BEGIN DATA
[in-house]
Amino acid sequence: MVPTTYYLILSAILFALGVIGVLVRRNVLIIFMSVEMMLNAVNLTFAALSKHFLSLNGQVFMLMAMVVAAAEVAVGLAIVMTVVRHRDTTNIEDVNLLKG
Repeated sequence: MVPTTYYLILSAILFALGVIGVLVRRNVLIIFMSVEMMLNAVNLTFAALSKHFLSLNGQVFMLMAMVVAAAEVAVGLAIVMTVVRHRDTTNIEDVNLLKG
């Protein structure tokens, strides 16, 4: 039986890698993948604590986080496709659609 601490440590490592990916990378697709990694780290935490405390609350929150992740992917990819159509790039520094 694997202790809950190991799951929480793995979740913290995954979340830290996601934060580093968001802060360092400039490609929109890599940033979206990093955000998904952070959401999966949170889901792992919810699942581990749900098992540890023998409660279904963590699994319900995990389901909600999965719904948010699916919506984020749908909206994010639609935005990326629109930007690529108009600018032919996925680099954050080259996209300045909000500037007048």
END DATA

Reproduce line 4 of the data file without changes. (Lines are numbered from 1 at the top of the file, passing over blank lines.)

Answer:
């Protein structure tokens, strides 16, 4: 039986890698993948604590986080496709659609 601490440590490592990916990378697709990694780290935490405390609350929150992740992917990819159509790039520094 694997202790809950190991799951929480793995979740913290995954979340830290996601934060580093968001802060360092400039490609929109890599940033979206990093955000998904952070959401999966949170889901792992919810699942581990749900098992540890023998409660279904963590699994319900995990389901909600999965719904948010699916919506984020749908909206994010639609935005990326629109930007690529108009600018032919996925680099954050080259996209300045909000500037007048």